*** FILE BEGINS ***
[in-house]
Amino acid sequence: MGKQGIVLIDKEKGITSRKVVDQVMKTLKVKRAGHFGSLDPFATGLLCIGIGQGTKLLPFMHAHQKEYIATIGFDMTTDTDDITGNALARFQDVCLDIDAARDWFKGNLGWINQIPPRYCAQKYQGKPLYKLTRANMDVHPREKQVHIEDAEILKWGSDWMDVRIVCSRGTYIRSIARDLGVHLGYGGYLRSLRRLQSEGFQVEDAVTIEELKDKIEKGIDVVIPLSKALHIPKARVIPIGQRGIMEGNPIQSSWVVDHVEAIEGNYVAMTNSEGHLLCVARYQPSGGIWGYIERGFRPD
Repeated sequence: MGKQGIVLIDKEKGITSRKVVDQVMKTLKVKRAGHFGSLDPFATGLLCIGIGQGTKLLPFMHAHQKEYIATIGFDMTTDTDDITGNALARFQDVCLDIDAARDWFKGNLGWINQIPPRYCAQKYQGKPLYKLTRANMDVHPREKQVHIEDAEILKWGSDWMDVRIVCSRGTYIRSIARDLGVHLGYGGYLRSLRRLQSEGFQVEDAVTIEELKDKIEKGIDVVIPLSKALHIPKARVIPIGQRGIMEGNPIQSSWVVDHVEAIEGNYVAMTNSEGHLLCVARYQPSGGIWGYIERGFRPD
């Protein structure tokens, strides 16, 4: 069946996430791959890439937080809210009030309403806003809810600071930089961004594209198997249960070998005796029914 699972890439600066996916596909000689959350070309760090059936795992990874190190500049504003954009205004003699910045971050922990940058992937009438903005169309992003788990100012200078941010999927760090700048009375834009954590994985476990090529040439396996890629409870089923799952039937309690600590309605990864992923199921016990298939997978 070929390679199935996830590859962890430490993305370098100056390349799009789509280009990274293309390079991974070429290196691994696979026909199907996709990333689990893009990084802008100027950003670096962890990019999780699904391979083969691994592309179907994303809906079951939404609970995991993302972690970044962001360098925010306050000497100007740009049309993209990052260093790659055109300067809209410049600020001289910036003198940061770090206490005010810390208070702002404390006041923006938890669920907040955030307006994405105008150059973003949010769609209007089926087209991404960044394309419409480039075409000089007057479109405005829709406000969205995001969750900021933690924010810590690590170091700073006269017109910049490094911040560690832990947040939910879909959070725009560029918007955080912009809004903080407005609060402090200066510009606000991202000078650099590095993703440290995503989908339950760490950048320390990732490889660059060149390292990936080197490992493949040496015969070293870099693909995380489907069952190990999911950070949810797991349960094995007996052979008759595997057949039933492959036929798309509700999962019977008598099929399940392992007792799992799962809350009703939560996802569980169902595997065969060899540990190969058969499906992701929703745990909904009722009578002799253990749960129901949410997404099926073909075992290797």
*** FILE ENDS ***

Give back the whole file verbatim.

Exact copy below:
[in-house]
Amino acid sequence: MGKQGIVLIDKEKGITSRKVVDQVMKTLKVKRAGHFGSLDPFATGLLCIGIGQGTKLLPFMHAHQKEYIATIGFDMTTDTDDITGNALARFQDVCLDIDAARDWFKGNLGWINQIPPRYCAQKYQGKPLYKLTRANMDVHPREKQVHIEDAEILKWGSDWMDVRIVCSRGTYIRSIARDLGVHLGYGGYLRSLRRLQSEGFQVEDAVTIEELKDKIEKGIDVVIPLSKALHIPKARVIPIGQRGIMEGNPIQSSWVVDHVEAIEGNYVAMTNSEGHLLCVARYQPSGGIWGYIERGFRPD
Repeated sequence: MGKQGIVLIDKEKGITSRKVVDQVMKTLKVKRAGHFGSLDPFATGLLCIGIGQGTKLLPFMHAHQKEYIATIGFDMTTDTDDITGNALARFQDVCLDIDAARDWFKGNLGWINQIPPRYCAQKYQGKPLYKLTRANMDVHPREKQVHIEDAEILKWGSDWMDVRIVCSRGTYIRSIARDLGVHLGYGGYLRSLRRLQSEGFQVEDAVTIEELKDKIEKGIDVVIPLSKALHIPKARVIPIGQRGIMEGNPIQSSWVVDHVEAIEGNYVAMTNSEGHLLCVARYQPSGGIWGYIERGFRPD
């Protein structure tokens, strides 16, 4: 069946996430791959890439937080809210009030309403806003809810600071930089961004594209198997249960070998005796029914 699972890439600066996916596909000689959350070309760090059936795992990874190190500049504003954009205004003699910045971050922990940058992937009438903005169309992003788990100012200078941010999927760090700048009375834009954590994985476990090529040439396996890629409870089923799952039937309690600590309605990864992923199921016990298939997978 070929390679199935996830590859962890430490993305370098100056390349799009789509280009990274293309390079991974070429290196691994696979026909199907996709990333689990893009990084802008100027950003670096962890990019999780699904391979083969691994592309179907994303809906079951939404609970995991993302972690970044962001360098925010306050000497100007740009049309993209990052260093790659055109300067809209410049600020001289910036003198940061770090206490005010810390208070702002404390006041923006938890669920907040955030307006994405105008150059973003949010769609209007089926087209991404960044394309419409480039075409000089007057479109405005829709406000969205995001969750900021933690924010810590690590170091700073006269017109910049490094911040560690832990947040939910879909959070725009560029918007955080912009809004903080407005609060402090200066510009606000991202000078650099590095993703440290995503989908339950760490950048320390990732490889660059060149390292990936080197490992493949040496015969070293870099693909995380489907069952190990999911950070949810797991349960094995007996052979008759595997057949039933492959036929798309509700999962019977008598099929399940392992007792799992799962809350009703939560996802569980169902595997065969060899540990190969058969499906992701929703745990909904009722009578002799253990749960129901949410997404099926073909075992290797």